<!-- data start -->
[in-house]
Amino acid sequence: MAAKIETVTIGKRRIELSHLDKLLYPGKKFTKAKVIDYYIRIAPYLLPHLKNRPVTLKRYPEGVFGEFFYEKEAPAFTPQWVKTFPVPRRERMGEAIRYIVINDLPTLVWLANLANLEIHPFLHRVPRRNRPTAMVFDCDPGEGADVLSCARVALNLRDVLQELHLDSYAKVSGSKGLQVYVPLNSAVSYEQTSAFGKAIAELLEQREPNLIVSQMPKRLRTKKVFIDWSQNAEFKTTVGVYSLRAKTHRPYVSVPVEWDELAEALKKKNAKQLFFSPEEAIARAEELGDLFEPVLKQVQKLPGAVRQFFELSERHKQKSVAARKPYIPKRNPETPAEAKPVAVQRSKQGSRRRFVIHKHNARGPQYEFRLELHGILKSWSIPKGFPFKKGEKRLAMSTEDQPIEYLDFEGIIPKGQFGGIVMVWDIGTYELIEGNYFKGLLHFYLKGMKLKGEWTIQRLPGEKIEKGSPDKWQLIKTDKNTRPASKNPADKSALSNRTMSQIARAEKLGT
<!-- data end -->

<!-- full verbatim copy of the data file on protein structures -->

[in-house]
Amino acid sequence: MAAKIETVTIGKRRIELSHLDKLLYPGKKFTKAKVIDYYIRIAPYLLPHLKNRPVTLKRYPEGVFGEFFYEKEAPAFTPQWVKTFPVPRRERMGEAIRYIVINDLPTLVWLANLANLEIHPFLHRVPRRNRPTAMVFDCDPGEGADVLSCARVALNLRDVLQELHLDSYAKVSGSKGLQVYVPLNSAVSYEQTSAFGKAIAELLEQREPNLIVSQMPKRLRTKKVFIDWSQNAEFKTTVGVYSLRAKTHRPYVSVPVEWDELAEALKKKNAKQLFFSPEEAIARAEELGDLFEPVLKQVQKLPGAVRQFFELSERHKQKSVAARKPYIPKRNPETPAEAKPVAVQRSKQGSRRRFVIHKHNARGPQYEFRLELHGILKSWSIPKGFPFKKGEKRLAMSTEDQPIEYLDFEGIIPKGQFGGIVMVWDIGTYELIEGNYFKGLLHFYLKGMKLKGEWTIQRLPGEKIEKGSPDKWQLIKTDKNTRPASKNPADKSALSNRTMSQIARAEKLGT